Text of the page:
How Does PrizePicks Work? Games & Payouts Explained

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PrizePicks is an Atlanta-based DFS platform launched in 2018 that accepts users from 30 US states. It exclusively offers games against the house with a payout potential of up to 25x. Users pick 2 to 6 players and decide if those athletes will go higher or lower than their projected stats.

In Fantasy Score contests, players’ success is determined by Fantasy Points, which factor in various stats. In Single Stats contests, you pick specific stats like points, rebounds, assists, etc. 

PrizePicks has two play modes, Power Play and Flex Play. Power Play is all-or-nothing—you win only if all your picks come good. Flex Play gives a little leeway, on the other hand. If one or two of your choices flop, you score a consolation prize.

In five states, PrizePicks runs Pick'em Arena contests. In these games, you predict “more” or “less” on 2 to 4 athlete stats, and your entry joins a group of similar picks. Score perfectly or top your group to win up to 10x your entry, with perfect entries taking the whole prize.

In this guide, we walk you through how PrizePicks works, the contests available, possible payouts, and the key things you need to get started.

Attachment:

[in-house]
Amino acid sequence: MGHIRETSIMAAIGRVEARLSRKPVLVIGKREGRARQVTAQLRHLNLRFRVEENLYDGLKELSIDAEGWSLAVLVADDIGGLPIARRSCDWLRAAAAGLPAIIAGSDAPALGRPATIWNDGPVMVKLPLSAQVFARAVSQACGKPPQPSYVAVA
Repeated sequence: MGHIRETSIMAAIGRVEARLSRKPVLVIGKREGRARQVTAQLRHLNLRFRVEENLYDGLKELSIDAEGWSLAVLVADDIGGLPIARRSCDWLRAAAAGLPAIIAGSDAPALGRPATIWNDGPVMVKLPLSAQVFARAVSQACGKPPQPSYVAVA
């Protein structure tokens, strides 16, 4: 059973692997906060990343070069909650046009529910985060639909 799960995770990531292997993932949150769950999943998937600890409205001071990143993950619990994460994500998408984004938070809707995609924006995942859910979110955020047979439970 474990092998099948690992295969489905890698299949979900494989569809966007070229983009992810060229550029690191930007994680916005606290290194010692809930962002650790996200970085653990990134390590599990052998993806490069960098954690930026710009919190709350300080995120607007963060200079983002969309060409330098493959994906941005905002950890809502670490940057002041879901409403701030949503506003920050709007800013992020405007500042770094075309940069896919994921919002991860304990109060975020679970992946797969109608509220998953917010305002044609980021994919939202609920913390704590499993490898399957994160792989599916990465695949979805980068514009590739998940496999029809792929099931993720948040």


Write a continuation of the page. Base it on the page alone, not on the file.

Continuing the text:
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How PrizePicks Works

At PrizePicks, you select 2 to 6 player stats from various sports and leagues. You pick whether each player's performance will be better or worse than the platform's projection.

PrizePicks Game Types

The two game modes, Power Play and Flex Play, offer different risk-reward ratios.

With its all-or-nothing approach, Power Play rewards complete success with higher payouts, like a 10x return on 4-pick games.

Conversely, Flex Play allows room for error, paying out even if one or two picks miss the mark.

The minimum entry size on PrizePicks is usually $5, although it drops to $1 during weekly Happy Hours. Once an entry amount is set, the platform provides the potential payout, allowing you to adjust your entry amount if needed.

PrizePicks Game Modes

The two types of games, Fantasy Score and Single Stat, rely on different metrics.

In Fantasy Score contests, the goal is to pick if the selected athletes will reach or exceed a predetermined fantasy points total. This score is an combination of various performance stats, such as points scored, rebounds, and assists, each assigned different weightages.

For instance, each point scored earns 1 point, a rebound yields 1.2, and an assist is worth 1.5 points.

Single Stat games hinge on one specific statistical category per athlete. The ticket can include 2 to 6 athletes, with picks made on stats like points, assists, home runs, and touchdowns.

This format provides a straightforward, stats-focused DFS experience.

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How PrizePicks Payouts Work

PrizePicks' payout system hinges on two entry types: Power Play entries and Flex Play entries.

The Power Play option, a type of normal entry, rewards high payouts if all your picks are correct but offers no secondary prizes. Essentially, it's all or nothing.

On the other hand, Flex Play entries give players a higher winning probability by allowing some wiggle room. Even if not all picks are spot on, you can still win a certain amount.